Is it porn? Is is not porn?

If that title alone doesn’t get a couple of extra clicks on my blog, I don’t know what will.

Not withstanding my intention to at least mildly titillate, there is a serious matter regarding the age-old, pornography-vs.-art argument going on in Bemidji. Now, I’ve always felt like I was pretty open-minded guy when it comes to such matters, but let’s just say I wouldn’t want to live or visit in Bemidji right now with my 5-year-old and nearly 3-year-old. Being a father, I suppose, changes one’s perspective on such matters.

In case you haven’t heard: A scuplture of a beaver by Deborah Davis – who I believe to be a Bemidji artist – found its way to the corner of Fourth Street and Beltrami Avenue in that community’s downtown district. The city had approved the placement of the sculpture, apparently not realizing it would be besieged with complaints. Perhaps staff and council members hadn’t taken a good-enough look at the work, which is described by the artist (in a Bemidji Pioneer editorial) as a "painting as that of Mother Earth praying and the circles of pinkish red surrounding her hands are roses coming forth." Or, as others have observed – and what appears to be beyond obvious in the eyes of this writer – it’s a clear representation of female genitalia.

I have to be honest and admit there’s a part of me (call it my inner Beavis) that’s amused by this sort of thing. And, if I were walking around downtown Bemidji without prior knowledge of the sculpture’s (known as "Gaea") presence there, I’d probably have two reactions – one of "heh heh heh" and "how the heck did this wind up here? But, as I like to consider myself relatively mature, I think my thoughts would quickly turn to somewhere along the lines of, "Would I want my son and/or daughter to see this?" And I’ve got to think my answer would have to be no.

The Pioneer editorial, I feel, does a good job of proposing what should happen when it comes to displaying art publically in the community. In the case of the beaver sculpture, initial placement of the work was allowed, the city administrator acted to pull the sculpture, and he was then essentially overidden by the city council. In the future, the newspaper suggests, a panel that includes various facets of the community (including artists, businesspeople, general citizens etc.) address complaints about public art, rather than leaving decisions regarding questions of indecency to one person. After all, what may be the city administrator’s definition of inappropriate may not be the same as that of many other people in town, and cries of "Censorship!" are an inevitability in such matters. (There’s a fine essay on this matter available here.)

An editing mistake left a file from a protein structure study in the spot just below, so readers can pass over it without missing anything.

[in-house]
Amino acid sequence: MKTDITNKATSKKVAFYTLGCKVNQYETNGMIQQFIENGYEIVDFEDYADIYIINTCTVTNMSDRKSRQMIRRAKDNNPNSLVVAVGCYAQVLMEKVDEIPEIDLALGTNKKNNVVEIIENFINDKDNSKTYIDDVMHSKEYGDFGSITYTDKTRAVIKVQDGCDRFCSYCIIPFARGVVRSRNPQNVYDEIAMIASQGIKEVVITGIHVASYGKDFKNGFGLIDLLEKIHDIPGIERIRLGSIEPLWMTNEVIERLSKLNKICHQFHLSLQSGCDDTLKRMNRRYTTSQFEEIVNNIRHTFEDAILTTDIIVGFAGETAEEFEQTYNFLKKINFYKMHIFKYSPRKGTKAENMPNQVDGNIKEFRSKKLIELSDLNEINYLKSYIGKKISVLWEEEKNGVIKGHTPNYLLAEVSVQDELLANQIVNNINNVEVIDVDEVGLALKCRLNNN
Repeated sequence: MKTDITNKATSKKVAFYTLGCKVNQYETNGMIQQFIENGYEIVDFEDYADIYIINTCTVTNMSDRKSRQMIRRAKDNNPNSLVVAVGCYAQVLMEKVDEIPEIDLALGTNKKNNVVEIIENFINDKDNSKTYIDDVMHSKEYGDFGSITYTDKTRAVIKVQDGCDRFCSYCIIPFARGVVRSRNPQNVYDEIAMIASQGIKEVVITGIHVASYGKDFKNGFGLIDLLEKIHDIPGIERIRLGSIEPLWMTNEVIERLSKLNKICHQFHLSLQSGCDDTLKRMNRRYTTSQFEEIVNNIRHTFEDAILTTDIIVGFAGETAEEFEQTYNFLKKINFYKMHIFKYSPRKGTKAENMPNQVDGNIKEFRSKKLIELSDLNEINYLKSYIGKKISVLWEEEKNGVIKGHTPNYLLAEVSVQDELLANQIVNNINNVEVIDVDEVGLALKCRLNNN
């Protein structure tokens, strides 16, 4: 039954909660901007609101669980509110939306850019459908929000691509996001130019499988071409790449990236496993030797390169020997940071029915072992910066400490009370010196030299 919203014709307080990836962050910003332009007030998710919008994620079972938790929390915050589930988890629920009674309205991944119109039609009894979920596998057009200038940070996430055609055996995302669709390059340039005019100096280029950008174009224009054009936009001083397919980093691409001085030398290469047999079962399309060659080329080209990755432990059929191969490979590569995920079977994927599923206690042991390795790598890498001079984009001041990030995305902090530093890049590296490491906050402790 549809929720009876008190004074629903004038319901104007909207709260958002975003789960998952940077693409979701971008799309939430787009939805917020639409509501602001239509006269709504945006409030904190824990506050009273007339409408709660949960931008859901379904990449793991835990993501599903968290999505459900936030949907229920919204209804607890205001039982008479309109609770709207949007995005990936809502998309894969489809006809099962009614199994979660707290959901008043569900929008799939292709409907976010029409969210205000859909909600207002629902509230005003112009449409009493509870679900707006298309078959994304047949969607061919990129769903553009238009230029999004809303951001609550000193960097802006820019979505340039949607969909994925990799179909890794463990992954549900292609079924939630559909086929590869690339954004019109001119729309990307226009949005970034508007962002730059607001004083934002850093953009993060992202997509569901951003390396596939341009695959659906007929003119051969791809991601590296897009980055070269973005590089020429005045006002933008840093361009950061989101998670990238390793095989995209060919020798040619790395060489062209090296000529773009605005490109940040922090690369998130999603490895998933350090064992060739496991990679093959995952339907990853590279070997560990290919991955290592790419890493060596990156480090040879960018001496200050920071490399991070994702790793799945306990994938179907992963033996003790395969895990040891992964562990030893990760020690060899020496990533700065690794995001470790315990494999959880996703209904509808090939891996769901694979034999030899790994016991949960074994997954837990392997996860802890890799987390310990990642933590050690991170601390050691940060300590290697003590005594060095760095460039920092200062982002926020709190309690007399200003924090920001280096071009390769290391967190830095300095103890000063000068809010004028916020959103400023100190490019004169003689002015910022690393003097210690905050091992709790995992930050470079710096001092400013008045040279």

So, yes, I’m in favor of a panel that would weigh the points of view of many when making a decision about a controversial piece of public art. But, if I had the opportunity to give my two cents, I’d argue that that forbidding such a piece of work from standing in a public view downtown is a bit different than showing it, say, in a museum or other private venue.

Maybe, then again, I’m being a bit prudish. You can make your own judgment by looking at the sculpture yourself. What would you think if this was placed in Worthington, or any other community in which you may live?

2 thoughts on “Is it porn? Is is not porn?

  1. I don’t consider myself a prude, but I wouldn’t want to see it on the streets where I live. It’s pretty clear to me that she intended ‘beaver’ to be a double entendre. If it is indeed art, it is adult art, and maybe could be in a gallery.

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